Page:Folk-lore - A Quarterly Review. Volume 17, 1906.djvu/51

From Wikisource
Jump to navigation Jump to search
This page needs to be proofread.


The European Sky -God. 41

less god facing us as he drives a four-horse chariot : he is clad in tunica and chlamys, with a four-spiked or rayed crown on his head and a club (?)^ in his right hand. The whole figure is obviously borrowed from the conventional representations of the sun-god. To right and left of him hover a couple of winged boys holding the end of a fluttering chlamys in one hand, a leaf- shaped fan and a conch-shell respectively in the other: they are probably intended for the Winds, possibly for the Seasons. Again to right and left of these come two fish-tailed Tritons, one of whom grasps a couple of paddles, the other an anchor and a shell-trumpet : ^ these Tritons have the forefeet of horses. A second and smaller piece of a similar diadem, or perhaps the back- piece of the same, shows a fish-tailed Triton with horse's forelegs, grasping an anchor in his right hand, while with his left he brandishes a club, or else winds a blast on his conch-shell. Close to him sits a fisherman with a pointed cap, in the act of hooking a magnificent salmon. Now this diadem in all probability belonged either to the god or to his officiating priest ; and it may well have marked the latter as a kingly representative of the former — a visible embodiment of Nodons, who was at once sky- god and water-god, if not earth-god also.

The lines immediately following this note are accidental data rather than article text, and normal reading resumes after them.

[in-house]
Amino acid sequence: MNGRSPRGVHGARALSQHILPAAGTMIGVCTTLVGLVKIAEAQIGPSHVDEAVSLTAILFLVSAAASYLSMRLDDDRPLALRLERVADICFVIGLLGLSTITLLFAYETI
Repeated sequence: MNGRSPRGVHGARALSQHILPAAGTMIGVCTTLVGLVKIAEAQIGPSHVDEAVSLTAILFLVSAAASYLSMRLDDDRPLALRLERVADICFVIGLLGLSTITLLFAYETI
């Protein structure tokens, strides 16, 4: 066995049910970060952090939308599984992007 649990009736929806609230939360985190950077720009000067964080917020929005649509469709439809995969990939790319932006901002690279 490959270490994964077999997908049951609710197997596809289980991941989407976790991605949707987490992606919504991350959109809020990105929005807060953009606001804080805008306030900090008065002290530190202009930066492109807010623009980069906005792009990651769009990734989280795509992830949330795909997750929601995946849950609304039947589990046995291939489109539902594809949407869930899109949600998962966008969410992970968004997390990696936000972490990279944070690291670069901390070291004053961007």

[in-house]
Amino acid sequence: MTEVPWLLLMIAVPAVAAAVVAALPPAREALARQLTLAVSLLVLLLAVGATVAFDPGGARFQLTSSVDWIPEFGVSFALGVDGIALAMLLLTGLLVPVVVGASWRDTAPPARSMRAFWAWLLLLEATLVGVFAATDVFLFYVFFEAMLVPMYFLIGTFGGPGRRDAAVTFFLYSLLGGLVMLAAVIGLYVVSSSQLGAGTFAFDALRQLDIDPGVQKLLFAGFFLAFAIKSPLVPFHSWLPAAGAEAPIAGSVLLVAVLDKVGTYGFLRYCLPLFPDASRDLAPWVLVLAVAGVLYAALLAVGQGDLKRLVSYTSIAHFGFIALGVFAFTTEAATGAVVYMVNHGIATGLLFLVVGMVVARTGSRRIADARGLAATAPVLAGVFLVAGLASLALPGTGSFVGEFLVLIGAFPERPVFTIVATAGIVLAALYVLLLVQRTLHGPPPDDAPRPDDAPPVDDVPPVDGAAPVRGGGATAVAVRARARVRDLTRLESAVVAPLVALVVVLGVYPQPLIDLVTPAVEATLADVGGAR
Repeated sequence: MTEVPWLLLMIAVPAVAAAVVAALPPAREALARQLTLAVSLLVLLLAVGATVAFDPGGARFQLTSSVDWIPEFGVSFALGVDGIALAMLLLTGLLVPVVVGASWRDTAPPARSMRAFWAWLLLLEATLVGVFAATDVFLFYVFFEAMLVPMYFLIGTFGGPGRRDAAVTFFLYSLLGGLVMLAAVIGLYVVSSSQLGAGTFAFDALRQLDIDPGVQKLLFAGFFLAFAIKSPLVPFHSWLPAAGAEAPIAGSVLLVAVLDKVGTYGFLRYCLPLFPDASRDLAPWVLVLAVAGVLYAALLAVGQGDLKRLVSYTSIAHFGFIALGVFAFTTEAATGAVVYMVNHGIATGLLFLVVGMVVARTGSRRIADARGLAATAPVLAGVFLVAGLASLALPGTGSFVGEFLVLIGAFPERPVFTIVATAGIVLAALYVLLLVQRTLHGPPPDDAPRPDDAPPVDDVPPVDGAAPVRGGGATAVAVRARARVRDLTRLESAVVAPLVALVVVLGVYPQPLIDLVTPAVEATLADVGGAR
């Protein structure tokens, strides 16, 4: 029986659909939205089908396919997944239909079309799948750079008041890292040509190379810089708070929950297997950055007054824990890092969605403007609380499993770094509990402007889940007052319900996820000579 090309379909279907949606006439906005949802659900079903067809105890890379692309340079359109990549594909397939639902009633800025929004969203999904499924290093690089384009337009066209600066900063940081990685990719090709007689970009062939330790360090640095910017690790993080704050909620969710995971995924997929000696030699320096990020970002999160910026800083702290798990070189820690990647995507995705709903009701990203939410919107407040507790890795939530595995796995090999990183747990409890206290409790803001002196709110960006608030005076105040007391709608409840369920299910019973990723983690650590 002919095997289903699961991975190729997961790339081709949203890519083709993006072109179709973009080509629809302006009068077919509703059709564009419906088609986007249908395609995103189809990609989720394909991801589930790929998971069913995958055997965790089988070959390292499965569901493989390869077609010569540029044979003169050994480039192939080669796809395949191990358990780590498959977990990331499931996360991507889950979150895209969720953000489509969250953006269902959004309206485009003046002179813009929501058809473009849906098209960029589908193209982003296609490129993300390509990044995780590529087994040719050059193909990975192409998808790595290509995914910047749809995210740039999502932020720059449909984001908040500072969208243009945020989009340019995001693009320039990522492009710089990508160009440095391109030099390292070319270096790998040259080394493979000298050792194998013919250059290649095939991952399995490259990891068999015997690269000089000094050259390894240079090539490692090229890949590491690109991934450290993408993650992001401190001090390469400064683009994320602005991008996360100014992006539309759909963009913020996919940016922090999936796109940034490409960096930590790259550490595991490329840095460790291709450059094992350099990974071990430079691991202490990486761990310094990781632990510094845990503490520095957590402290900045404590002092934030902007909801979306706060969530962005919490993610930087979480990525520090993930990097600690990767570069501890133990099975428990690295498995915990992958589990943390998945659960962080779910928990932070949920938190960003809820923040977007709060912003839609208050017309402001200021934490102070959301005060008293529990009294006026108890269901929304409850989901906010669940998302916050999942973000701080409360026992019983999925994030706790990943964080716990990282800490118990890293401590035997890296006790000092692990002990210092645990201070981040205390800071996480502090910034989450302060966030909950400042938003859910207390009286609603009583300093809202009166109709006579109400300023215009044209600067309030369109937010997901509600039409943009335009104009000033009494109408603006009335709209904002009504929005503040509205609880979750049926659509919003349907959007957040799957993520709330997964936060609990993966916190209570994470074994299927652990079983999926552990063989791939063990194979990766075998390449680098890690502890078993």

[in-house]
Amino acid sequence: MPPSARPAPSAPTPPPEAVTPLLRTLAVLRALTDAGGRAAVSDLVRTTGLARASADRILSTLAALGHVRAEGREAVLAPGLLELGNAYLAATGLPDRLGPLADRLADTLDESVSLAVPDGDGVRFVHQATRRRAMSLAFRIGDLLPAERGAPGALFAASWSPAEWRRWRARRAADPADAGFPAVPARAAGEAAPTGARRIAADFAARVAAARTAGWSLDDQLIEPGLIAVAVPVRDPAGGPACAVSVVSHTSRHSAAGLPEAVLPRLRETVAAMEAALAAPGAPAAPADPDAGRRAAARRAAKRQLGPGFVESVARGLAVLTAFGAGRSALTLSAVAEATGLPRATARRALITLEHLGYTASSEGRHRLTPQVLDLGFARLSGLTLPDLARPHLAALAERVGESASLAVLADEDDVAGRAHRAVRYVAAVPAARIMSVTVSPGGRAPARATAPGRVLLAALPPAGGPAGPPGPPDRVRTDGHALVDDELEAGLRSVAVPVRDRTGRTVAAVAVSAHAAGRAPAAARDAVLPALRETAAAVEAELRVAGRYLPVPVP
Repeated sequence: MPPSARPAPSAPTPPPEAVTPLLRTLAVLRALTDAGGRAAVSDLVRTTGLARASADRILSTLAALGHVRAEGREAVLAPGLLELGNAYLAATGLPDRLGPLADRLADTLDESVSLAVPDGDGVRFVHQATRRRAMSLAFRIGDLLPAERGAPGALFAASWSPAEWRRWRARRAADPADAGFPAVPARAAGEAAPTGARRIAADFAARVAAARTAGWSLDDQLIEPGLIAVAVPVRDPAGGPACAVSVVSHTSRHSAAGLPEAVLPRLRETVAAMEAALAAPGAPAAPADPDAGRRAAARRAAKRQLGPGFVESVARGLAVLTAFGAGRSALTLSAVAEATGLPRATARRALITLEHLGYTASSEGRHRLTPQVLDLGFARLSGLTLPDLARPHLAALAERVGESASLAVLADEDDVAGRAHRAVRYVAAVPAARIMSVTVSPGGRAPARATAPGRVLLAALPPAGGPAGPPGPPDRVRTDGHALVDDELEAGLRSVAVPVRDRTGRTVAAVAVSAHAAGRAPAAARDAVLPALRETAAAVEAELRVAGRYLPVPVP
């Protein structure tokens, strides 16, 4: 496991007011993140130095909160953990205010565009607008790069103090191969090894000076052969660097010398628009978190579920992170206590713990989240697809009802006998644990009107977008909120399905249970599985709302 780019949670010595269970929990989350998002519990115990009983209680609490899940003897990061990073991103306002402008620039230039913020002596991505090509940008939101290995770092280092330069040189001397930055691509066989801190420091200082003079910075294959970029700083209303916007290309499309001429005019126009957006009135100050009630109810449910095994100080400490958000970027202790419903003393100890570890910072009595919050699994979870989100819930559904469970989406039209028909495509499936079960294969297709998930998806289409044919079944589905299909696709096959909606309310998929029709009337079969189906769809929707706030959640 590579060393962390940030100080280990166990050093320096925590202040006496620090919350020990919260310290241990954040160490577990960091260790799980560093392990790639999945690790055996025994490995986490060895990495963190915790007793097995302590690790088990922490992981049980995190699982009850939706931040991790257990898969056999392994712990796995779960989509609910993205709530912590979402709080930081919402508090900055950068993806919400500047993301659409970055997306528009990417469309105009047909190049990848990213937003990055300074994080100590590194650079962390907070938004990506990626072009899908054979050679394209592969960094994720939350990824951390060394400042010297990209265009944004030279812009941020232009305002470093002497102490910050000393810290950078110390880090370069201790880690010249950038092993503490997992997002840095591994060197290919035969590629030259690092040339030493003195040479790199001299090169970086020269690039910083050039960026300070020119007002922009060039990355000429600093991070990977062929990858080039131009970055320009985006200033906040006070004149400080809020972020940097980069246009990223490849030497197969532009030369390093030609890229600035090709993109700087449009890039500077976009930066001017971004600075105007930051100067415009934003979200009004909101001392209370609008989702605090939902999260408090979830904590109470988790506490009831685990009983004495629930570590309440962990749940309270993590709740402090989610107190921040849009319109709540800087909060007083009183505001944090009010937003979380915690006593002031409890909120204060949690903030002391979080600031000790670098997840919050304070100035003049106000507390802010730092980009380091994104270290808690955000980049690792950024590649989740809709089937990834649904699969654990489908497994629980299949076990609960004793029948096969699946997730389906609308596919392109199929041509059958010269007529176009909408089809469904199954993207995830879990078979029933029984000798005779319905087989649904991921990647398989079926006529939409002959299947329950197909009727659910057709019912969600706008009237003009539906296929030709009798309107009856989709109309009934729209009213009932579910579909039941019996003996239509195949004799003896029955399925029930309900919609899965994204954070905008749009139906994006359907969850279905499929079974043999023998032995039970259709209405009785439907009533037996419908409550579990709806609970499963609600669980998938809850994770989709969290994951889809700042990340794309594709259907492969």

Over what area Nodons and his name-sake priest were recognised, can hardly be determined. Professor Rhys^ draws attention to an old inscribed stone at Cynwyl Gaeo in Carmarthenshire, which gives us a Latin genitive

^According to King {ib. p. 40), a sceptre: Hiibner {op. cit. p. 45) suggests a shell-trumpet, or a whip.

'^So King {loc. cit.): Hiibner {/oc. cit.) suggests that the paddles may be double-axes with crescentic blades.

^Rhys Studies in Early Irish History p. 16 n., extr. from the Proceedings of the British Academy vol. I. Professor Rhys had previously published the inscription in his Lectures on Welsh Philology ed. 2 London 1879 p. 391 as follows — Regin::: Filius A'«/[z']z'«/z — adding : 'The first name is now incomplete, but so much of it as can be read corresponds to the later name Regin, Rein.' May we infer a royal line claiming descent from Nodons?